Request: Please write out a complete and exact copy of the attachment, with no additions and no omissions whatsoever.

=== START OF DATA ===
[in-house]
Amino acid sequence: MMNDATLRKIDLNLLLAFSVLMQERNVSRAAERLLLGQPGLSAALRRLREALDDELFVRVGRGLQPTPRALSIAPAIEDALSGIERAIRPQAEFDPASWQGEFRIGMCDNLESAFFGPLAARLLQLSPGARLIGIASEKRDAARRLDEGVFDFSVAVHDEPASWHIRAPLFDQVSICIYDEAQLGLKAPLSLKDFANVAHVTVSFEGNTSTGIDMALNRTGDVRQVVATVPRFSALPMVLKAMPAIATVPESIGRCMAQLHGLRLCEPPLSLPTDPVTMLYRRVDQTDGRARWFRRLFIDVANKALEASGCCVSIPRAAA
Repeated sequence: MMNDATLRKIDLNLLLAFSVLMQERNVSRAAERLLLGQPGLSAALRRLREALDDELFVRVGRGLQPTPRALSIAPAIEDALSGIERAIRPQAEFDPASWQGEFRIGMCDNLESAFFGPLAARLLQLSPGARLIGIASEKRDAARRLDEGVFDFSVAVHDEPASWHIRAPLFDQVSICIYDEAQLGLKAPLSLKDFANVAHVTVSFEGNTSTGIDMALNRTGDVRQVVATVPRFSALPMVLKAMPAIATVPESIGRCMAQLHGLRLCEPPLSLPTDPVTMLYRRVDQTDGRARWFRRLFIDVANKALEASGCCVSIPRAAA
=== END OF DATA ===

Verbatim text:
[in-house]
Amino acid sequence: MMNDATLRKIDLNLLLAFSVLMQERNVSRAAERLLLGQPGLSAALRRLREALDDELFVRVGRGLQPTPRALSIAPAIEDALSGIERAIRPQAEFDPASWQGEFRIGMCDNLESAFFGPLAARLLQLSPGARLIGIASEKRDAARRLDEGVFDFSVAVHDEPASWHIRAPLFDQVSICIYDEAQLGLKAPLSLKDFANVAHVTVSFEGNTSTGIDMALNRTGDVRQVVATVPRFSALPMVLKAMPAIATVPESIGRCMAQLHGLRLCEPPLSLPTDPVTMLYRRVDQTDGRARWFRRLFIDVANKALEASGCCVSIPRAAA
Repeated sequence: MMNDATLRKIDLNLLLAFSVLMQERNVSRAAERLLLGQPGLSAALRRLREALDDELFVRVGRGLQPTPRALSIAPAIEDALSGIERAIRPQAEFDPASWQGEFRIGMCDNLESAFFGPLAARLLQLSPGARLIGIASEKRDAARRLDEGVFDFSVAVHDEPASWHIRAPLFDQVSICIYDEAQLGLKAPLSLKDFANVAHVTVSFEGNTSTGIDMALNRTGDVRQVVATVPRFSALPMVLKAMPAIATVPESIGRCMAQLHGLRLCEPPLSLPTDPVTMLYRRVDQTDGRARWFRRLFIDVANKALEASGCCVSIPRAAA